DiMe partners with big pharma, insurers on new toolkit for digital endpoints

The Digital Medicine Society (DiMe) partnered with a slew of pharmaceutical giants and payers to launch digital endpoints stakeholder toolkit.

The open-access toolkit, which emerged from a collaboration between DiMe, Anthem, Biogen, Eli Lilly, Evidation, Janssen, Merck, Pfizer and Savvy Co-op, gives payers a roadmap for including digital endpoints in the reimbursement of new drugs . Called the 3Ps Toolkit, it contains specific recommendations for pharmaceuticals and payers, as well as information for patients and patient groups.

“A more traditional endpoint is a very clearly defined and pre-specified measure of performance that you expect to see as a result of a clinical trial to say the trial was successful,” Jennifer Goldsack, CEO of DiMe, said: MobiHealthNews

Goldsack gave the example of a patient with heart failure, where the measure could be hospitalizations or time to death. There are many types of endpoints, she said, including blood tests, self-reported data and imaging.

“And then, obviously in the digital age, we’ve got all these sensor-generated measurements that can measure things that we’ve never been able to measure before. They’re able to measure existing results of interest at a much lower load, at a much higher resolution.

“There is no doubt that digital endpoints offer extraordinary opportunities to develop more efficient therapies that really matter to patients,” Goldsack said.

Digital endpoints include sensor-generated information, which can come from a range of sources, including smartwatches, phones, bed mats, connected scales and even smart contact lenses.

This new toolkit also includes a glossary, a quick start guide to drug reimbursement in the US and Europe, and information about opportunities and challenges in implementing the technologies.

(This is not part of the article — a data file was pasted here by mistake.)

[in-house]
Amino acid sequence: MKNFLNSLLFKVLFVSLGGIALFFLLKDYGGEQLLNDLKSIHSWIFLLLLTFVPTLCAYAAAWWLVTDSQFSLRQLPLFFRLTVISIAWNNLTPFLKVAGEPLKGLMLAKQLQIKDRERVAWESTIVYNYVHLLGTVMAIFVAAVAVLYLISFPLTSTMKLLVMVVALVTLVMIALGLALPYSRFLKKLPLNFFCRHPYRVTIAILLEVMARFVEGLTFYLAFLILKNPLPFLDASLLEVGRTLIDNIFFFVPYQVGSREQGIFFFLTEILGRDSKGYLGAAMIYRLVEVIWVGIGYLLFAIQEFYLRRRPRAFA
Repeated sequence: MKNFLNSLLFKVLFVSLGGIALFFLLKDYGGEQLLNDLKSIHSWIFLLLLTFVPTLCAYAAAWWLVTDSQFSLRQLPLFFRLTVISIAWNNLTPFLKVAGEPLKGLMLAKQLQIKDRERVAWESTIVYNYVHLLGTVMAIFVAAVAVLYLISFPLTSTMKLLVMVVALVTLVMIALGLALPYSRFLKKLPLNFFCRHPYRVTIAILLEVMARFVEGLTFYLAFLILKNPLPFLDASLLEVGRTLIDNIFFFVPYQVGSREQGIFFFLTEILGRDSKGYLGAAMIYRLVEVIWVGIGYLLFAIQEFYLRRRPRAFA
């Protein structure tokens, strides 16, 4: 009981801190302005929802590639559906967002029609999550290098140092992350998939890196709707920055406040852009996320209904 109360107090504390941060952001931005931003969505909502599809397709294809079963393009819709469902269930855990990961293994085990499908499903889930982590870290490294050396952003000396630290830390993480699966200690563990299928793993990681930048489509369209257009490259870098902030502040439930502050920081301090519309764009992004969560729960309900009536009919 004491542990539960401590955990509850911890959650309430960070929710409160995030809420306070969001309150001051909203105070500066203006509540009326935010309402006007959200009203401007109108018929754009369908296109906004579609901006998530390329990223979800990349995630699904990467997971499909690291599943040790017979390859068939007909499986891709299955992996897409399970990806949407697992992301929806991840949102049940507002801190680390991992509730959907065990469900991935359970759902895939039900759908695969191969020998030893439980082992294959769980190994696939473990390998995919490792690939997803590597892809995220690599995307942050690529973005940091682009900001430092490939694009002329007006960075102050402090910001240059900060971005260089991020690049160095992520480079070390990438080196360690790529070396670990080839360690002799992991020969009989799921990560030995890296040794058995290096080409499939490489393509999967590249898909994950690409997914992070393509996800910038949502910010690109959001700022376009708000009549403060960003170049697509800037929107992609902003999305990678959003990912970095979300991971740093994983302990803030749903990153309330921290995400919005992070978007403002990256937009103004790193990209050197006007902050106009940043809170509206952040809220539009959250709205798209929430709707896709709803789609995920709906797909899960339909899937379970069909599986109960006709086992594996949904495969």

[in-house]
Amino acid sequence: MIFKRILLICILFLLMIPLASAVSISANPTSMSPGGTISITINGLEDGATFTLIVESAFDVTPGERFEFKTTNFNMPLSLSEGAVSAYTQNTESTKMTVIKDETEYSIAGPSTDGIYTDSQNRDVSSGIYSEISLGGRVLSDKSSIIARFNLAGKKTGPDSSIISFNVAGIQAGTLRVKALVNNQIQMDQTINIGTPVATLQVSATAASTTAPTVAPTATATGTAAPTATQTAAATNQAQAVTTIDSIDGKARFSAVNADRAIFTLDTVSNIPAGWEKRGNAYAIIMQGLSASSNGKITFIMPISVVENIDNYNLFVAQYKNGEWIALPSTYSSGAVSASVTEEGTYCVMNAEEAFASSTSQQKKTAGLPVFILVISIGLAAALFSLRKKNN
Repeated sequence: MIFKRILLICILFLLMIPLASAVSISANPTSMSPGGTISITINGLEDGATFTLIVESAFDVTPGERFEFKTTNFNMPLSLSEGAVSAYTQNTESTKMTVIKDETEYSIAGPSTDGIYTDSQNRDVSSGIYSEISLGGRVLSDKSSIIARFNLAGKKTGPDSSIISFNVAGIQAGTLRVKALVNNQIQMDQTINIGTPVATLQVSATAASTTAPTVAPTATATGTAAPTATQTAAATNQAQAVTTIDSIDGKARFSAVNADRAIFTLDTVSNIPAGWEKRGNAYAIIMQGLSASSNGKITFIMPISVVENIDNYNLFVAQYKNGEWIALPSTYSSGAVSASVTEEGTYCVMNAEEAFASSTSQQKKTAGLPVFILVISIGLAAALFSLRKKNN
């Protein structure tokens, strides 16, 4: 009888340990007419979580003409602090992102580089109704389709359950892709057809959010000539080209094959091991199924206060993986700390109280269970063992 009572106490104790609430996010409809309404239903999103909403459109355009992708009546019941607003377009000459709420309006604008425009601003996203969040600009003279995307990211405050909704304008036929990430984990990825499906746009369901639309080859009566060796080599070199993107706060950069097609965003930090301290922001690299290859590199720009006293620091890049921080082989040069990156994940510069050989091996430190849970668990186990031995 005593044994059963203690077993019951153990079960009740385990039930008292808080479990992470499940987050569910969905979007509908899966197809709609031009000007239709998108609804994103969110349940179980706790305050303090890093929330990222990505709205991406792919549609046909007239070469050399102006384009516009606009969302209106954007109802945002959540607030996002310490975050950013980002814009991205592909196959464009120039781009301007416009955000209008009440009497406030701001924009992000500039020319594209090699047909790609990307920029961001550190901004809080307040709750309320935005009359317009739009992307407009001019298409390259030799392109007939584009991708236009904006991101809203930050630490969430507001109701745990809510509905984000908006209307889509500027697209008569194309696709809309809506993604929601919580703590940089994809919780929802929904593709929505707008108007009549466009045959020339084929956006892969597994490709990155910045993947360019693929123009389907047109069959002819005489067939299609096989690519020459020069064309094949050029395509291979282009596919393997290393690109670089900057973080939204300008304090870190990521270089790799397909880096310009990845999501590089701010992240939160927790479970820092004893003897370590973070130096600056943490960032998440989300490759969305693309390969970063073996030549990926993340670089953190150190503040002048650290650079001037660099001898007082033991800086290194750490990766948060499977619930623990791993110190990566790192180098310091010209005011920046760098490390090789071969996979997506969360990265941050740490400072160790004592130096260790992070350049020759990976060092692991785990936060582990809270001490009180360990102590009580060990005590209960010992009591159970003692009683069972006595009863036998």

“It was really kind of a powerful, multi-disciplinary group of very thoughtful experts on the edge of this field who said we believe in using digital endpoints. We need to make sure that if we use them, we don’t risk delays or inefficiencies.” risk in marketing new therapies developed using digital endpoints,” Goldsack said.


The use of digital endpoints in research is growing rapidly. In fact, last month the FDA has released a draft guideline on the use of digital health data in clinical trials. This new initiative aims to start the conversation about adoption.

“We as an industry have thought a lot about using these types of digital measurement products, these digital sensors, digital endpoints for drug development. We as an industry have spent years thinking about the legal acceptance of these new measurements of the data and the evidence that they “To date, we’ve thought very little about payer adoption and health technology assessment organizations.”


This isn’t the first time DiMe has plunged into the digital endpoint game. In November, the company announced that it collaborate with pharma giants AbbVie, Janssen Research and Development, Novartis, Pfizer and UCB to make nighttime scratching an endpoint for atopic dermatitis.


“By launching these new recommendations and resources, we are the first to recognize and address the need to ensure evidence of digital endpoints is developed in a way that is acceptable to both payers and regulators,” Goldsack said in a statement.

“We applaud the forward-looking vision of our partners in this project and are proud to make these resources available before any delays in making effective new treatments available to the patients who need them.”